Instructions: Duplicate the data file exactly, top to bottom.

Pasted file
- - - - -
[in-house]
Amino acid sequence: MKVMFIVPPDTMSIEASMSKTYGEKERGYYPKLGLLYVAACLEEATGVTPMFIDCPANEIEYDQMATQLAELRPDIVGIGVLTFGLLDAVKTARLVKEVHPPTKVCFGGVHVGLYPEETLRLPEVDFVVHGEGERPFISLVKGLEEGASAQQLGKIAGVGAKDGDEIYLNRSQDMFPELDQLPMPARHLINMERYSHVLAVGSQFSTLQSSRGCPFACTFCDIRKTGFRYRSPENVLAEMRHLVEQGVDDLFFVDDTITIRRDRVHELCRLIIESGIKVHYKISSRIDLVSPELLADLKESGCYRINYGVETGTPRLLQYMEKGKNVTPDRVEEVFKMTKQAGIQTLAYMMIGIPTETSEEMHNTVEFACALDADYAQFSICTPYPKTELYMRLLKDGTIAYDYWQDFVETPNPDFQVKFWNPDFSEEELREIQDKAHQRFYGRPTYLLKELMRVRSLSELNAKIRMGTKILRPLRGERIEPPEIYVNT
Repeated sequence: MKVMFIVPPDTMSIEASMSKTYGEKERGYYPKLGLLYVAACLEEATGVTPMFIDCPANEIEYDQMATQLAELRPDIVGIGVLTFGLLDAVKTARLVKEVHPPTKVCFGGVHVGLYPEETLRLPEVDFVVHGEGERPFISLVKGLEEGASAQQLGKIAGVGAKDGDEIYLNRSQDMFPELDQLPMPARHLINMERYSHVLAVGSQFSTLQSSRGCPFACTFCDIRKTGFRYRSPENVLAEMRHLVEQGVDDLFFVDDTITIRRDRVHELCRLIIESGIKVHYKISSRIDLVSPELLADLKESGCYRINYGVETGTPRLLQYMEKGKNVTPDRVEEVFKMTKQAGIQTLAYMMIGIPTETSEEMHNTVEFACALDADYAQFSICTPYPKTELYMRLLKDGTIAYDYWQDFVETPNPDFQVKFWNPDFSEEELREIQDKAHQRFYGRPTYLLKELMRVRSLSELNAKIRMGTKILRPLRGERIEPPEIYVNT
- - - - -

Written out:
[in-house]
Amino acid sequence: MKVMFIVPPDTMSIEASMSKTYGEKERGYYPKLGLLYVAACLEEATGVTPMFIDCPANEIEYDQMATQLAELRPDIVGIGVLTFGLLDAVKTARLVKEVHPPTKVCFGGVHVGLYPEETLRLPEVDFVVHGEGERPFISLVKGLEEGASAQQLGKIAGVGAKDGDEIYLNRSQDMFPELDQLPMPARHLINMERYSHVLAVGSQFSTLQSSRGCPFACTFCDIRKTGFRYRSPENVLAEMRHLVEQGVDDLFFVDDTITIRRDRVHELCRLIIESGIKVHYKISSRIDLVSPELLADLKESGCYRINYGVETGTPRLLQYMEKGKNVTPDRVEEVFKMTKQAGIQTLAYMMIGIPTETSEEMHNTVEFACALDADYAQFSICTPYPKTELYMRLLKDGTIAYDYWQDFVETPNPDFQVKFWNPDFSEEELREIQDKAHQRFYGRPTYLLKELMRVRSLSELNAKIRMGTKILRPLRGERIEPPEIYVNT
Repeated sequence: MKVMFIVPPDTMSIEASMSKTYGEKERGYYPKLGLLYVAACLEEATGVTPMFIDCPANEIEYDQMATQLAELRPDIVGIGVLTFGLLDAVKTARLVKEVHPPTKVCFGGVHVGLYPEETLRLPEVDFVVHGEGERPFISLVKGLEEGASAQQLGKIAGVGAKDGDEIYLNRSQDMFPELDQLPMPARHLINMERYSHVLAVGSQFSTLQSSRGCPFACTFCDIRKTGFRYRSPENVLAEMRHLVEQGVDDLFFVDDTITIRRDRVHELCRLIIESGIKVHYKISSRIDLVSPELLADLKESGCYRINYGVETGTPRLLQYMEKGKNVTPDRVEEVFKMTKQAGIQTLAYMMIGIPTETSEEMHNTVEFACALDADYAQFSICTPYPKTELYMRLLKDGTIAYDYWQDFVETPNPDFQVKFWNPDFSEEELREIQDKAHQRFYGRPTYLLKELMRVRSLSELNAKIRMGTKILRPLRGERIEPPEIYVNT